This is not overkill. At the new house, you will thank yourself. No straining the back flipping the box to find the side with the label. No hoisting six different boxes to find the designation printed so neatly on the top of the box. One glance and anybody can figure out where that baby goes.
How? Because you're going to take some sheets of paper and label every room: "Master Bedroom", "Kitchen", "Family Room." Tape a nice little sign above the door to every room. Paid movers, volunteer helpers or unwilling teens, they'll all know what goes where with a single glance.
Finally, decide where you want your storage boxes to live until you can sort them out. Tape a "Storage" sign high up on that wall, whether it's garage or extra bedroom or the long wall in your master bedroom.
Get things close to where they belong, and you've won half the unpacking battle!
Don't stop there! Think bigger than a single box. Those same small children can be entertained quite handily if you pack the boxes containing television, DVD player and disks at the back end of the truck! Will you need cleaning tools and a vacuum? A tool box to assemble furniture and hang art? Think about your immediate needs, and hold those essentials back until the bitter end.
First shall be last and last shall be first, so to speak.
Let's be honest. For a wife and mother, there's more riding on any move than her own well-being. Husbands, bless 'em, tend to see the process in terms of dollars and moving companies and estimates and utility deposits.
For women, a move is infinitely more complex. Have we found a neighborhood that will meet our children's needs? How do we cope with a teen's anger at being uprooted, while coaxing him toward acceptance of and openness to his new community? It's not just a roof we seek, but church and school, doctors and vets, parks and playgrounds --- all the tiny, glowing facets of the quilt of our family's life must be weighed, considered, and replaced, and the job, my friends, is ours.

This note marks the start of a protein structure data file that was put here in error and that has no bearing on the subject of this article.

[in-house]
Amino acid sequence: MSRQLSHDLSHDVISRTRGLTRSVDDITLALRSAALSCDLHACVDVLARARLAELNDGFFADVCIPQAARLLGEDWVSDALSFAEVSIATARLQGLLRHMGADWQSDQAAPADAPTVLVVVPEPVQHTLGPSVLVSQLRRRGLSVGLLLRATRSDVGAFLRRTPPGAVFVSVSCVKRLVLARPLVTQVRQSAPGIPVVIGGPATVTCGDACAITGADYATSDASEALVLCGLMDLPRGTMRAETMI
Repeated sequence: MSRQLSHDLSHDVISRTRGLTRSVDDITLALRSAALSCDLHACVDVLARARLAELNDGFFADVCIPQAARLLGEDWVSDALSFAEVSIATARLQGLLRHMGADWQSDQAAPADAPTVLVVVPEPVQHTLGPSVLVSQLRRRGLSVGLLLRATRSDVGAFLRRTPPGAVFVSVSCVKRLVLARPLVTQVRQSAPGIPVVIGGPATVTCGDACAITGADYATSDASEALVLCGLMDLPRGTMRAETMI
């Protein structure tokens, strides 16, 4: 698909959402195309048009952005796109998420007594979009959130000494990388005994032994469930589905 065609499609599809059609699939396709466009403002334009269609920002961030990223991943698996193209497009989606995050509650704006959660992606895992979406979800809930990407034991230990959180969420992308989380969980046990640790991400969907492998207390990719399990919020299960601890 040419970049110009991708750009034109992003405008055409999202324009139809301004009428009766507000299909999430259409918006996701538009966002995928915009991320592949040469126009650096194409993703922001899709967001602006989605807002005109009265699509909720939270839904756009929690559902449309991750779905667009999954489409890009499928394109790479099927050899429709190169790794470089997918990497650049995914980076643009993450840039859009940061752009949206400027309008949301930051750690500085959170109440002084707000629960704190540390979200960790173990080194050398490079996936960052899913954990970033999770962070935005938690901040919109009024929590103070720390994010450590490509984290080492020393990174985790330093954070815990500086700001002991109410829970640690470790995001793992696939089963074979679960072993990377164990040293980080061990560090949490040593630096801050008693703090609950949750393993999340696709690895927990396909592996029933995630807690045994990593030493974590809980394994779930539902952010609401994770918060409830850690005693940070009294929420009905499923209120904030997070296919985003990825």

But have you ever considered the possibilities of a move? For all but the most ruthlessly self-disciplined among us, a move is the only chance we have to pull back, reexamine our lives, and try on a new identity!
Who among us hasn't rued that an interest, whether it be our children's sports teams or gardening or church work or even a cherished career, has gobbled more time and energy than we ever intended in the first place?
By moving --- informed moving --- we can restore balance to that lopsided area of our lives. We have a clean slate, write on it as we will.
Did the teenaged girl you used to be live for the theatre--- but you haven't trodden the boards since senior year?
By shoving you into the market of potential, a move gives you the space, time and incentive to rediscover that hidden Thespian, even though you may shake and shiver as you walk in the door of the Little Theatre in your new home.
Are you moving? It means more than exchanging one house, one town, one state for another. Think of the butterfly. If it never moved from caterpillar quarters, the world would be deprived of an awful lot of bright, colorful, fluttering wings!